Local spring asparagus have been hard to come by in my neck of the woods. After speaking with my favorite Montauk fish monger (who stocks great local produce), I learned that the rainy weather diminished the supply and many farmers barely have enough to supply their own farm stands. If you see any stalks, snap them up. And while you are at it, grab eggs and Parmesan cheese to whip up this elegant little lunch.
The simplicity of today's recipe is spot-on, because the nuttiness of the asparagus really shines through. Equally as nice for a dish-washing detester like me, is re-using the same pan to poach the eggs. There is no such thing as too many poached eggs in my book, so I am certain to be exploiting the technique for years.
My summer CSA delivery starts tomorrow which means I'll be blogging regularly again soon. Yippee! Until then, enjoy a few shots taken with my fancy new SLR lens. I have heaps to learn, but am really hoping to up the quality of my #foodphotography.
Braised Asparagus with a Poached Egg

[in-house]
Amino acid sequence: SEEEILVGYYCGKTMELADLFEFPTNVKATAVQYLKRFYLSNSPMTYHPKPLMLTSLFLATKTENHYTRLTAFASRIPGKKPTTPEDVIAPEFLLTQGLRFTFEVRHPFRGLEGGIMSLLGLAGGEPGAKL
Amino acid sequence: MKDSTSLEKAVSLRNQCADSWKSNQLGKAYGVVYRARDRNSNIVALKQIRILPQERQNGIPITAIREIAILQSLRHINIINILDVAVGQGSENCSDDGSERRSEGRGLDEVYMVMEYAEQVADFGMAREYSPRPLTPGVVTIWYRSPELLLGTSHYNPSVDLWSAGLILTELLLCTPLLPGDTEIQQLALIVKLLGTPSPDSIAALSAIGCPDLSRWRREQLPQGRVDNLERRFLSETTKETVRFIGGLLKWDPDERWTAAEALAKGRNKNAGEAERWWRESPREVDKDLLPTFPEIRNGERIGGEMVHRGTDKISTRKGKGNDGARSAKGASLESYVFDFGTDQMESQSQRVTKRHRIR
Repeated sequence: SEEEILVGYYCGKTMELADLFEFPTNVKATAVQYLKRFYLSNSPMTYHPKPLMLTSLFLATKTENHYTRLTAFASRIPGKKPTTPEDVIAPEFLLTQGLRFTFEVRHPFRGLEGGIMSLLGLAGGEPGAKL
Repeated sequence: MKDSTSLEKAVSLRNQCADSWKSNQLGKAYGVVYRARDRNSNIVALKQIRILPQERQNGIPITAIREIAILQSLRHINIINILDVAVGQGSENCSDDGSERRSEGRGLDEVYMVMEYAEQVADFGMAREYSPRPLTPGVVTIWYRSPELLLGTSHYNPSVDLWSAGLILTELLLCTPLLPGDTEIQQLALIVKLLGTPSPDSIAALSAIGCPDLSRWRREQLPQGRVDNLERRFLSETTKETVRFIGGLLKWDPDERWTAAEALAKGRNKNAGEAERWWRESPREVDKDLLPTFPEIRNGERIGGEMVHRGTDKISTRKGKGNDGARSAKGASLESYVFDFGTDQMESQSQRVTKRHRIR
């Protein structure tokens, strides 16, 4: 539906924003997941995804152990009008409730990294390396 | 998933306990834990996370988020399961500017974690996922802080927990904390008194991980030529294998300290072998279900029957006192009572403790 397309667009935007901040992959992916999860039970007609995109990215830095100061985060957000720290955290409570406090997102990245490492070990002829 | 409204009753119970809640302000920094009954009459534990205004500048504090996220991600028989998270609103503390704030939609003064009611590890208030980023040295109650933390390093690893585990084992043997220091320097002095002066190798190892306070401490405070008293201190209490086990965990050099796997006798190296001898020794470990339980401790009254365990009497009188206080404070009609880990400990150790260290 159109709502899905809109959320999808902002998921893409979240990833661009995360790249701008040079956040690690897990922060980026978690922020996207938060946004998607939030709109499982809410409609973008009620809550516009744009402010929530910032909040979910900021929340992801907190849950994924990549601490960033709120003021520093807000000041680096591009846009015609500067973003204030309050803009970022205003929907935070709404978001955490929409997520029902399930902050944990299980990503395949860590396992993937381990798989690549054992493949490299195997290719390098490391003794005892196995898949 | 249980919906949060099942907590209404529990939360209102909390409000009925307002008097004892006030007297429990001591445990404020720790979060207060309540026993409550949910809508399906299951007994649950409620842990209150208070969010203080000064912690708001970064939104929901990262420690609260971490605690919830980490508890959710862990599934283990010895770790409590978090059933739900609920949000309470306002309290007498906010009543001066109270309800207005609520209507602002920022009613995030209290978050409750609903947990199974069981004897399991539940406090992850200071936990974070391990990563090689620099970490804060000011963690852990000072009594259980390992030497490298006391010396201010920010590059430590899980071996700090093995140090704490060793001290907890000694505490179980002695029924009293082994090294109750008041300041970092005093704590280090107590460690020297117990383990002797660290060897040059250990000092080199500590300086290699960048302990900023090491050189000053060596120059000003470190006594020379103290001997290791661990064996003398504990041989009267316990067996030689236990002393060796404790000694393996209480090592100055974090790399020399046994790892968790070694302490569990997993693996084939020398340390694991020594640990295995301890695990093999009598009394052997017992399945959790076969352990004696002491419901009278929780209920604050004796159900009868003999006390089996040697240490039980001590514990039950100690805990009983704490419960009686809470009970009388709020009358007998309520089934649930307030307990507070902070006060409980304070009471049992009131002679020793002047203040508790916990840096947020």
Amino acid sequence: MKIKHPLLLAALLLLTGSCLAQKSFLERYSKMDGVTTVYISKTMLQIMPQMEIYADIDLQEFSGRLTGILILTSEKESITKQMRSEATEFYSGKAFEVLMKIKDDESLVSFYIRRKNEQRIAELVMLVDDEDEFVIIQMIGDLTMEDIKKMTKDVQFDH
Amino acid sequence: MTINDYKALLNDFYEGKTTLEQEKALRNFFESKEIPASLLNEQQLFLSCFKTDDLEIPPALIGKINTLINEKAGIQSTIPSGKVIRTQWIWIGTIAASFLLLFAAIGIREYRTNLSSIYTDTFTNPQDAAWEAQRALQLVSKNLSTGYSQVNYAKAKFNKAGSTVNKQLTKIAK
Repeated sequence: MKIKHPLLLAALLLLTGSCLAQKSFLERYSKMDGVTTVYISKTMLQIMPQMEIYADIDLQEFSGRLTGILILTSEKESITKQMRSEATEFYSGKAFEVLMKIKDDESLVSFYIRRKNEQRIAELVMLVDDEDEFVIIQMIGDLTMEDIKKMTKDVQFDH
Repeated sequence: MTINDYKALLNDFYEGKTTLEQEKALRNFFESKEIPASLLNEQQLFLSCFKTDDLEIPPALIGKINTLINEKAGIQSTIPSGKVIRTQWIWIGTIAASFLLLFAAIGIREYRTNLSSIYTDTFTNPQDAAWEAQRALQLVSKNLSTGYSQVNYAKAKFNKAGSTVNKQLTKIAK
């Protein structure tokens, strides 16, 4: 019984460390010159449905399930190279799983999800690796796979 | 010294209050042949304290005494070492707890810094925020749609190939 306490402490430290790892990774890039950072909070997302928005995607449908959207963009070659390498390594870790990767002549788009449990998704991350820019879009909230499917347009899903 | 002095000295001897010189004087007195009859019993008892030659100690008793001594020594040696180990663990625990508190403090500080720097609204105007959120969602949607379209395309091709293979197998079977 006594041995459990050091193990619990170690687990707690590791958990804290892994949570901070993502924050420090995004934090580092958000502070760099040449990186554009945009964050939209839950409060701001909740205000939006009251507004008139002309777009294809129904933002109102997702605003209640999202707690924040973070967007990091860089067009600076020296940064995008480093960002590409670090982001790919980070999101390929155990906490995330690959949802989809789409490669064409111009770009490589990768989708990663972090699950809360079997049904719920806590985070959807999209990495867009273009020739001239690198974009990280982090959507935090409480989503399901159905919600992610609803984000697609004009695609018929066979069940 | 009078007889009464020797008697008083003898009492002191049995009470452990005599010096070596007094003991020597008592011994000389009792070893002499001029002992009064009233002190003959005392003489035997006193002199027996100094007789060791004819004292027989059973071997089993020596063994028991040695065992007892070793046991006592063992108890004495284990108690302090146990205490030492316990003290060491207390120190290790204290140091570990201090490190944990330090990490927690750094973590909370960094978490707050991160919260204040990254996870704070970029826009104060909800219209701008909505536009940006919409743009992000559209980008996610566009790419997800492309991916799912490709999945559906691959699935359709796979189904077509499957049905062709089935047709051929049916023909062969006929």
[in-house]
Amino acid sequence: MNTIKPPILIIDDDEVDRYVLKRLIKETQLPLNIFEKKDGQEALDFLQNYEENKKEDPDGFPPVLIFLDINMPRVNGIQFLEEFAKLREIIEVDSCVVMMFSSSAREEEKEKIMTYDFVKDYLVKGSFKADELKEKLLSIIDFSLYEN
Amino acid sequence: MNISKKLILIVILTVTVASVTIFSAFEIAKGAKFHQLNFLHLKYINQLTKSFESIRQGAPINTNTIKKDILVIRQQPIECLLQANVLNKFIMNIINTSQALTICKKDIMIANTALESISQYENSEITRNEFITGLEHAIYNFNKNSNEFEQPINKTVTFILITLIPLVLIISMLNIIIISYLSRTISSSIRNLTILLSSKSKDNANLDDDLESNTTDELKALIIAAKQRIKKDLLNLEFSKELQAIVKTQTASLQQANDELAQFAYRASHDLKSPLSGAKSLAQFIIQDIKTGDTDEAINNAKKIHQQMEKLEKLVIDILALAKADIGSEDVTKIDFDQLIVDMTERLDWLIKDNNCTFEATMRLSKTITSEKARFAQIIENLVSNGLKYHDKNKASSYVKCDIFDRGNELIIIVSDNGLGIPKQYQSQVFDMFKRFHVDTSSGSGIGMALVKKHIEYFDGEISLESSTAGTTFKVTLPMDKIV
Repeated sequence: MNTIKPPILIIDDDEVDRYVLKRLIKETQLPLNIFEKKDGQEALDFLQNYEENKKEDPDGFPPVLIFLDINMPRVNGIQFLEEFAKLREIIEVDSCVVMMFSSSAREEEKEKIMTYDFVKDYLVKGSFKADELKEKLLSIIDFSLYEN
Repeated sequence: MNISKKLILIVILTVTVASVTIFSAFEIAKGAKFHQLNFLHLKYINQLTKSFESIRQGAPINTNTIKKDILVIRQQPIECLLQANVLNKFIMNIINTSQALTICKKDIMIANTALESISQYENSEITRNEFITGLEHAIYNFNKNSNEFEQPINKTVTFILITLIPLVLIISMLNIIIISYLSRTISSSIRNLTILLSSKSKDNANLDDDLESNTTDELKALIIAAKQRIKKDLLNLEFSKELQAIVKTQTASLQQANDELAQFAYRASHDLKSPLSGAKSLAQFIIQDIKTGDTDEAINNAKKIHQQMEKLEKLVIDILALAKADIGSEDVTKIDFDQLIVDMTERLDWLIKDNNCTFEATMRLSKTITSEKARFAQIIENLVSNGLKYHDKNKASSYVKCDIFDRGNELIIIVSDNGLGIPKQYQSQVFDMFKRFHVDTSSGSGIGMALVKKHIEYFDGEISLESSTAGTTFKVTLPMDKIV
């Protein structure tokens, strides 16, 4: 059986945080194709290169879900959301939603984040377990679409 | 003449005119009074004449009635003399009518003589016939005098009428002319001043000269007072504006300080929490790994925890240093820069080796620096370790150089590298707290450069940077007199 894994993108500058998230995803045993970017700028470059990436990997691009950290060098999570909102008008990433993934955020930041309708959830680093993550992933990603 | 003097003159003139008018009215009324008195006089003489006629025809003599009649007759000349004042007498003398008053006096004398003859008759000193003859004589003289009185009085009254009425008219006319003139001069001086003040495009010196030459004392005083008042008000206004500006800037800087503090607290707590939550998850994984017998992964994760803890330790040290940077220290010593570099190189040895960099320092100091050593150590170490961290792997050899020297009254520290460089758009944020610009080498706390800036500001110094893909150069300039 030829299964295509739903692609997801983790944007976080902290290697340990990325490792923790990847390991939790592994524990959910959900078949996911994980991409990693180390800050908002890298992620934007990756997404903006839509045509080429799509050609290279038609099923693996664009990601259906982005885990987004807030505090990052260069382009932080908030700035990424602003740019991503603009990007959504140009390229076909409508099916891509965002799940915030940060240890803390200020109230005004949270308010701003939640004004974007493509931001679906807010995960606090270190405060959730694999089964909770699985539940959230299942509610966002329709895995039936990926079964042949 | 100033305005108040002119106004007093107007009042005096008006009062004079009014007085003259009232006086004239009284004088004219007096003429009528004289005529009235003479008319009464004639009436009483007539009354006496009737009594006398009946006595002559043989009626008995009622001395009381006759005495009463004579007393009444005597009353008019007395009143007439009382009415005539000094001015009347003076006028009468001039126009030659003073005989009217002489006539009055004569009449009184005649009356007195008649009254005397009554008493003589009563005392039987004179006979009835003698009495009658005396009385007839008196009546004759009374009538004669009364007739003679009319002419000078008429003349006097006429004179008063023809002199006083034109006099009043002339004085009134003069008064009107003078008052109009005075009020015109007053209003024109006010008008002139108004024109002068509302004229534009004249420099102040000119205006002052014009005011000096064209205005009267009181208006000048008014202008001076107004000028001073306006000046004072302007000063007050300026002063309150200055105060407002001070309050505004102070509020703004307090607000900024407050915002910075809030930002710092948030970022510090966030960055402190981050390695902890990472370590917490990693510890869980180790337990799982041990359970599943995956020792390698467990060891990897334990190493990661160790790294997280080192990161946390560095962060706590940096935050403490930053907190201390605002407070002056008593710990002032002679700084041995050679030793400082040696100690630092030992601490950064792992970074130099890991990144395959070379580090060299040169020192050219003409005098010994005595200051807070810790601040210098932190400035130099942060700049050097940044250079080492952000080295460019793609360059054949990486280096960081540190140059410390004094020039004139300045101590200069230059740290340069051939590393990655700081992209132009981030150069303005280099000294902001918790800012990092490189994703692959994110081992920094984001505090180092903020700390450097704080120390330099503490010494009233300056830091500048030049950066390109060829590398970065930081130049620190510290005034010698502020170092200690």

- 1 bunch of asparagus, ends snapped off*
- 1 tablespoon of butter
- 1/4 cup fresh grated Parmigiano-Reggiano cheese
- 2 eggs
- Salt & pepper
- Preheat the broiler on high.
- Fill a large deep skillet with salted water, bring to a boil and blanch the asparagus until tender, about 3 minutes. Leaving the water in the skillet, transfer the asparagus to a paper towel–lined plate and pat dry.
- Arrange the asparagus in single layer in a pan, brush with butter, season with salt and pepper, and top with the cheese.
- Broil 6 inches from the heat until golden, about 1 minute.
- Meanwhile, bring the asparagus blanching liquid to a simmer. Crack the eggs into a glass, then, after swirling the water into a circle, swiftly pour them into the simmering water.
- Cook until whites set, but the yolks are runny (3 ~ 4 minutes). Using a slotted spoon, remove each egg and blot dry. Top with a sprinkle of salt & pepper, and serve on top of the asparagus.
High in fiber, vitamin B and calcium, Asparagus are a flowering and hearty perennial plant. If you are considering a home garden (more on that later!), these nutrient-dense fellows are known to re-produce for up to 15 years without replanting.